Regular characters[edit]

  • Marmaduke "Lord Snooty", Earl of Bunkerton – main character. The son of the Duke, according to the first issue's tagline,[1] who is uninterested in his responsibilities and wants to have a normal life like his working-class friends. He would wear a disguise (patchy dungarees, a flat cap and scuffed shoes) to hide from his family and the castle staff until story 6.[25] Despite his uninterest in taking charge so young, stories are usually about Snooty using his connections to humble adults of authority that use rules to boss him or his friends around (e.g. the mayor, his staff, teachers,[26][25] police).[27][28]
  • Aunt Matilda – Snooty's strict guardian who means well, nicknamed Aunt Mat. She meets Snooty's friends in story 5 believing they rescued him after he collapsed in a wooded area[29] and allows them to visit him at Bunkerton Castle. Bunkerton staff's appearances diminish throughout the stories so Matilda frequently relies on her nephew and his friends to help her with repairs, decorating and cleaning the castle.
  • Samuel – the castle guard.

Ash Can Alley kids[edit]

First described as "the Beezer kids of Ash-Can Alley",[1] Snooty's friends lived in Bunkerton Castle's nearby working-class neighbourhood of Ash Can and attended Ash Can Council School.[26] From 1938 to the story's first hiatus,[30] (excluding Snooty) there were six members, including a goat, and then identical toddlers joined the group later. When Lord Snooty and His Pals returned in 1950,[31] the only remaining original members were the identical twins, Scrapper and Rosie, whilst the rest of Snooty's friends would leave and be replaced by other characters who had already been established in their own Beano comic strips.[32]

Original friends[edit]

  • Skinny Lizzie – thin girl with a dark, messy bob hairstyle, who wears a bobble hat
  • Hairpin Huggins – a skinny boy almost as tall as some of the adults.
  • "Happy" Hutton – a boy with light-coloured hair (later revealed blond in coloured Beano issues) whose resting face looks tired, wrinkled and sulky. Seemingly nicknamed "happy" for irony, Hutton has often been shown in panels smiling or laughing with the rest of his friends.[1]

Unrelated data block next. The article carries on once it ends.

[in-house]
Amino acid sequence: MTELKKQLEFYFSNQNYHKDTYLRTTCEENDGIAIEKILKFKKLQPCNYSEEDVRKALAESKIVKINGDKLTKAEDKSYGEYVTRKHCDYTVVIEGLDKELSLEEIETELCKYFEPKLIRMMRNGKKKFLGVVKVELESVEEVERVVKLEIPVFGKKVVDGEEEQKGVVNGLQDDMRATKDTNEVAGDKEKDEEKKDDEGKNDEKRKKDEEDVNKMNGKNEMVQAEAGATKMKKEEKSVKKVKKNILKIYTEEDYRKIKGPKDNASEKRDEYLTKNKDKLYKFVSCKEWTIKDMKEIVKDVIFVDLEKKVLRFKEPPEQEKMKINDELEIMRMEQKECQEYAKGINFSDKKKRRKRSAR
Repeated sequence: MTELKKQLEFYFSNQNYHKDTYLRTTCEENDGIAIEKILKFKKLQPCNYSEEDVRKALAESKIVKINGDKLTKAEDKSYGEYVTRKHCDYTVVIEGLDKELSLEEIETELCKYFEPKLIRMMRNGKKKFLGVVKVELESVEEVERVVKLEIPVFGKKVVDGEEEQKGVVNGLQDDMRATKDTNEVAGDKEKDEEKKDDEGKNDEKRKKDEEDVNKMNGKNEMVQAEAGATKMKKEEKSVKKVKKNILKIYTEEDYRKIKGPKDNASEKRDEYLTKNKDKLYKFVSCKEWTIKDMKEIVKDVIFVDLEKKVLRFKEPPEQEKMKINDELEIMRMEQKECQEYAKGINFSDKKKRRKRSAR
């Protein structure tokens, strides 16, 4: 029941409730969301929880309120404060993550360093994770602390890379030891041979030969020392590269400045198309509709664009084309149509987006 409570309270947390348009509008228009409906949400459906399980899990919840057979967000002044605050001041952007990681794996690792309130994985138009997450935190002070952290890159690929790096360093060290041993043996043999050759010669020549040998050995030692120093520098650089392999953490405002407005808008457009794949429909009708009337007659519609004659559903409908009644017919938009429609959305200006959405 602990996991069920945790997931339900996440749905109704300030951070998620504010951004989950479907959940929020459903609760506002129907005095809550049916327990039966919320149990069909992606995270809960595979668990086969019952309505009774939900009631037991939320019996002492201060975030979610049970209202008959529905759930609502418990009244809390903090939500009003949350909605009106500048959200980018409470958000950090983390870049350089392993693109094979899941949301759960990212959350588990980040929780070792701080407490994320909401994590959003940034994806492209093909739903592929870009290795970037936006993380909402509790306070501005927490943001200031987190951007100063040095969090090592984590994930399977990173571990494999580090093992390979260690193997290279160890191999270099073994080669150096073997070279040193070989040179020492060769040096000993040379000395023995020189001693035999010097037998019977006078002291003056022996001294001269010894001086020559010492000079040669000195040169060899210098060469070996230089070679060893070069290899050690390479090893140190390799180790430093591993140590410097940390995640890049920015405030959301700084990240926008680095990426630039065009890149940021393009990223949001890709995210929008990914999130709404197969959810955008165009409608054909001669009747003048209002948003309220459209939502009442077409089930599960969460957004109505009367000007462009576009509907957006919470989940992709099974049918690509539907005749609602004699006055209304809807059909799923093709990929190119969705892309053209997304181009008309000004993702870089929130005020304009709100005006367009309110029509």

• Gertie the Goat – a goat the children use for transport or as an honorary human who helps them in sports or with chores.
  • Scrapper Smith – boy with a shaggy side-part with dimpled cheeks who loves fighting; stayed on to live in the castle. He received a two-series spin-off in 1955.
  • Rosie – short girl with curly blonde hair who loves cooking
  • Snitch and Snatch – identical twins in babygrows who cause mischief and mayhem. They were the last members to join, first appearing in issue 18.[33]
A few members of the Ash Can Alley Gang, represented in the 2019 Beano Annual.[23] Left to right: Doubting Thomas, Lanky Liz (with Snitch in front), Rosie on Scrapper's shoulders, Snooty, and Big Fat Joe (with Snatch in front of him).

The new friends from 1950 onwards[edit]

  • Joe – the dapper, overweight boy from Big Fat Joe, which was also a first issue Beano comic strip (ended issue 35).[34] Like Snooty, he featured in the 65th anniversary issue, starring alongside Billy Whizz.
  • Liz – former star of Swanky, Lanky Liz (issue 336[35] to 368)[36][37] by Charles Holt.[38] Liz continued her traits of being snobbish and vain.
  • Thomas – innocent, large-eyed former star of Doubting Thomas (ran from issues 90 to 174)[39] by James Crighton.
  • Polly – former star of Polly Wolly Doodle and her Great Big Poodle by George Drysdale, which appeared between issues 286 and 306.[40][41] It was about the misadventures of Polly and her poodle Pongo, who also joins her in the crossover.
  • Mary – the stubborn mule from Contrary Mary by Roland Davies. The series was also in the first issue of The Beano (ended issue 97)[42] that was reprinted as "Neddy the Cuddy" in The People's Journal.[43][44]

Other characters[edit]

  • Professor Screwtop – inventor who always has a new invention ready for trial tests; first appeared in issue 40.[45] He occasionally appeared in other Beano strips such as the Bash Street Kids. Since 2017, he has appeared in the TV series Dennis & Gnasher: Unleashed! along with his daughter, Rubidium "Rubi".
  • Angus – Snooty's pet stag.[46] First appeared in issue 1536.[47]
  • Cyril – the Castle Jackdaw.
  • The Gasworks Gang – sworn enemies of Snooty and his pals. First appeared in issue 11, dubbed the "Toughs from Gas Lane".[48]
  • Dudley D. Watkins cameoed in issue 170 to teach the children how to draw, but when the Ash-Can kids discover Watkins is creating a comic starring the boys from Gasworks, Snooty uses his drawing practice to modify the story, leading to the offended Gasworks boys attacking Watkins.[49]

Reception and legacy[edit]

One of the many mastheads for Lord Snooty and His Pals.

Lord Snooty is often regarded as part of the golden age of comic characters[50] and has become one of few to earn his own collection of strips.[51] It was a popular strip upon its release with Wee Peem and Little Dead-Eye Dick, possibly because the working-class children would relate to Snooty venturing with children from their family background.[9] The media wrote of its shock when the series was cancelled in 1991: Mr Pepys called it "[an] occasion for nationwide mourning";[52] The Guardian implied its inference of paranoia and cowardice in Dr John Casey's article about the event in The Daily Mail because of Casey comparing it to "John Major's drive for a classless society, a concept which does not go down very well in the sort of Scrutonian circles to which John Casey belongs."[53] The new editor, Euan Kerr, admitted being apathetic towards the series, mostly because 1990s' children were far removed from a story about characters from the early 20th century.[15] "The sad truth is that he regularly came at the bottom of readers' popularity polls,"[54] he explained. "His top hat and Eton collar must baffle today's kids. At the time he was created in 1938, it was a more divided society and children at that stage would like to have been like him and live in a castle."[55]